Probate

Please accept our condolences for your loss.  We understand that often after a loved one has passed away, family members are confused as to how to proceed.  The following is a short summary of common probate issues.  Please note, this information page is designed to assist, but not take the place of appropriate legal advise relevant to your particular situation.

IMMEDIATE DUTIES-PRIOR TO PROBATE. If funeral arrangements have not been made, the person nominated as personal representative should make them.  The personal representative should secure the residence and valuables and make sure they are insured.  The personal representative should also assure the well being of any pets of the deceased.  If the personal property is being held by others, particularly if held by the person who is to ultimately receive the property, the personal representative can obtain a receipt rather than take possession of the property.  (If a surviving spouse or minor child is dependent on the estate assets for support, the personal representative can request the court allow a partial distribution after probate is opened.)

PROBATE. Probate is a Court procedure for managing and distributing a deceased person’s property.  It begins by filing a petition with the Court in the county where the deceased person lived, owned property, or had assets at the time of death.  The petition requests that the court open probate and appoint a personal representative.  The personal representative is then endowed by the court with authority to act.  If there is a Will (a testate estate), the court will need the original will and any later amendments, which are called codicils.  A Will normally nominates a person to serve as personal representative, specifies who is to receive property and gives other information about administering the estate.  If there is no Will (an intestate estate), Oregon law dictates how the estate is to be distributed.  Expedited procedures are available for small estates in Oregon with the real property valued at less than $200,000.00 and personal property at less than $75,000.00.

WHAT PROPERTY IS PROBATED? Assets that were in the decedent’s sole name are included in the probate estate and subject to the court’s administration.  Assets held in joint ownership and assets payable directly to named beneficiaries, such as life insurance or pension benefits are not included.  Assets held in a trust are generally not included in the probate estate either.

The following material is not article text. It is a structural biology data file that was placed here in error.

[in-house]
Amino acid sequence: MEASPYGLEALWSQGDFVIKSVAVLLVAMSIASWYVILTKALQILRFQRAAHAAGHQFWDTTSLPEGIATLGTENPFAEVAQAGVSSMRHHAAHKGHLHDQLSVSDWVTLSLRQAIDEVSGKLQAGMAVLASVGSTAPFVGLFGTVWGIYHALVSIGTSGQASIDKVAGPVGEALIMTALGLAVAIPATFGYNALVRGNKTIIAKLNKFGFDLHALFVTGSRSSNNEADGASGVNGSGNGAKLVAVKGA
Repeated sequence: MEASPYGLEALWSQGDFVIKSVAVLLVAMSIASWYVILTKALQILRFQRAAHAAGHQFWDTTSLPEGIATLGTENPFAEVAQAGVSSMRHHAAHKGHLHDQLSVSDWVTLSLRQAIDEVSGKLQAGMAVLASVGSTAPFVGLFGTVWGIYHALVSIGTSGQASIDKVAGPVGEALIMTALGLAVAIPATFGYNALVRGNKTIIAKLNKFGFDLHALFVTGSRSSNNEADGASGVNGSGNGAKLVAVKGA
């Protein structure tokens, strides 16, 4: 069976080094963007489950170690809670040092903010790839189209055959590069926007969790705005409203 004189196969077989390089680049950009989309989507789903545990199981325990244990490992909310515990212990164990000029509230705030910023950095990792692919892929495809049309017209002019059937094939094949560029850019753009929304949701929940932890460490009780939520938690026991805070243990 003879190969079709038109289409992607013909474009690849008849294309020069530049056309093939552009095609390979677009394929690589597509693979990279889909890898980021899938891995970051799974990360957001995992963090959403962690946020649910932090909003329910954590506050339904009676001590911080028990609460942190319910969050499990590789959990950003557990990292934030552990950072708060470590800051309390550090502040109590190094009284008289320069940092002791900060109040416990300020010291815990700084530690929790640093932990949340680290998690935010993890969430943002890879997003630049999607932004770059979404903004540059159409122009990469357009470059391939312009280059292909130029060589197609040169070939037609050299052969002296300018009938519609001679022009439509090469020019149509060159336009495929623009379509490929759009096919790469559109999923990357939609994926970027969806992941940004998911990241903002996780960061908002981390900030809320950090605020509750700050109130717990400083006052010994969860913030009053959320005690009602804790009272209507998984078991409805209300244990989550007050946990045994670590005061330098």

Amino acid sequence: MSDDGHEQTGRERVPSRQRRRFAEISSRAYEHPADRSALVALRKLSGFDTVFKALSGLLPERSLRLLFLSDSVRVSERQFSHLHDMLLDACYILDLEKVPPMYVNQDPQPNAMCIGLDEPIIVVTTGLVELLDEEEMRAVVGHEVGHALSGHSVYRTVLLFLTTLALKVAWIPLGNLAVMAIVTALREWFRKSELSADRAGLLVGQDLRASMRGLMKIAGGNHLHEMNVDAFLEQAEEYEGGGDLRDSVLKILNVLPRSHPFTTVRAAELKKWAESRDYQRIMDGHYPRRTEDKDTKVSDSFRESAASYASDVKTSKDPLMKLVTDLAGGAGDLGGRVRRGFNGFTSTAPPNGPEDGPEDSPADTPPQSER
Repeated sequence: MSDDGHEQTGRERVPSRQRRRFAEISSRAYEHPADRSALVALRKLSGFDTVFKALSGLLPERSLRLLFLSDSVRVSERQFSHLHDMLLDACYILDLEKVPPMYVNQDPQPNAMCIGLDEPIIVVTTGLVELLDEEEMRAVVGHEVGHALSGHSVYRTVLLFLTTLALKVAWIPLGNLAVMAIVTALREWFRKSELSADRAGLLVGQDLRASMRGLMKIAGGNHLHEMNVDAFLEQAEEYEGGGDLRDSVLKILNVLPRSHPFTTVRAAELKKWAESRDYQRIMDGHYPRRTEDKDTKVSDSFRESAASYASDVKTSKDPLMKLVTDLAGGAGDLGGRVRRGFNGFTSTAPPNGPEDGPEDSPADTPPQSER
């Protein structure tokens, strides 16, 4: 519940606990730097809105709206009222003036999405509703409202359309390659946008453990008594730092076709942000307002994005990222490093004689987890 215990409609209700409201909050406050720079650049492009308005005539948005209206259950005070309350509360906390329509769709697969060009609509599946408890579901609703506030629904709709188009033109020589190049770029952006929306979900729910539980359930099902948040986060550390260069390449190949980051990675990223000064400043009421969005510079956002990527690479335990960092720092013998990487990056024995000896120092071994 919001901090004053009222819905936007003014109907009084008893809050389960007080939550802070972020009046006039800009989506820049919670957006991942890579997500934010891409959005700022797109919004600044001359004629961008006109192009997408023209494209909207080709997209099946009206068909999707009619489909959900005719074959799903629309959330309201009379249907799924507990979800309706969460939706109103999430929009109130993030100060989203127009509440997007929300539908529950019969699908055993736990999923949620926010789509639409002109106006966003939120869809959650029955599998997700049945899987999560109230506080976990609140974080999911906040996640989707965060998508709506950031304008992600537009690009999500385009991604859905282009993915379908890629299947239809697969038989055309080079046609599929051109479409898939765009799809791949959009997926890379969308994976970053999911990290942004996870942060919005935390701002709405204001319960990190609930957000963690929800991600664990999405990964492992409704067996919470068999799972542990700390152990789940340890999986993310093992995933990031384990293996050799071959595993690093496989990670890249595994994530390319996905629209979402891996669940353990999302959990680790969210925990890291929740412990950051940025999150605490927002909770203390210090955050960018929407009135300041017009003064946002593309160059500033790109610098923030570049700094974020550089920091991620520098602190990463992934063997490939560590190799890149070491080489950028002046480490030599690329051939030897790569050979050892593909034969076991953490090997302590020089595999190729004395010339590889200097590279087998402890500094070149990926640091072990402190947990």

WHAT IS A PERSONAL REPRESENTATIVE? The court appoints a personal representative after a petition to initiate probate has been filed.  The person appointed is responsible for managing property, dealing with creditors and distributing any remaining property.  The letters issued by the court to appoint the personal representative are called Letter Testamentary, if there is a will, and Letters of Administrations, if there is no will.  An attorney can provide legal advise to the personal representative, prepare documents, and assist with other probate issues. The personal representative, however, has certain responsibilities that can not be fully delegated to an attorney and may also be required to obtain a bond during the appointment process. The estate can pay the cost of the bond.   Regular communication between the personal representative and the attorney will facilitate the probate process and help avoid problems.

I NEED HELP! BUT ISN’T PROBATE EXPENSIVE? You are not alone.  The probate process is very procedurally specific and it is common to hire the assistance of an attorney.  Often a family concern is that the hiring of an attorney will diminish the assets of the estate or cause the state to somehow take everything.  A well run probate should minimize expenses by working with the personal representative to educate them on their duties and efficiently manage the flow of paperwork.  A good attorney is an asset for the Formal Probate Estate.

WHAT ABOUT SMALL ESTATES?  For smaller estates, a Small Estate Affidavit is designed to be used without an attorney.  However, we often find that these procedures coupled with the distress of a recent loss can be discouraging.  Therefore, we can put the paperwork together for you along with an instruction packet for your use in navigating this procedure.  Please make an appointment to discuss this option.  Clackamas County publishes a good reference sheet on small estates: Clackamas County Small Estate Proceedings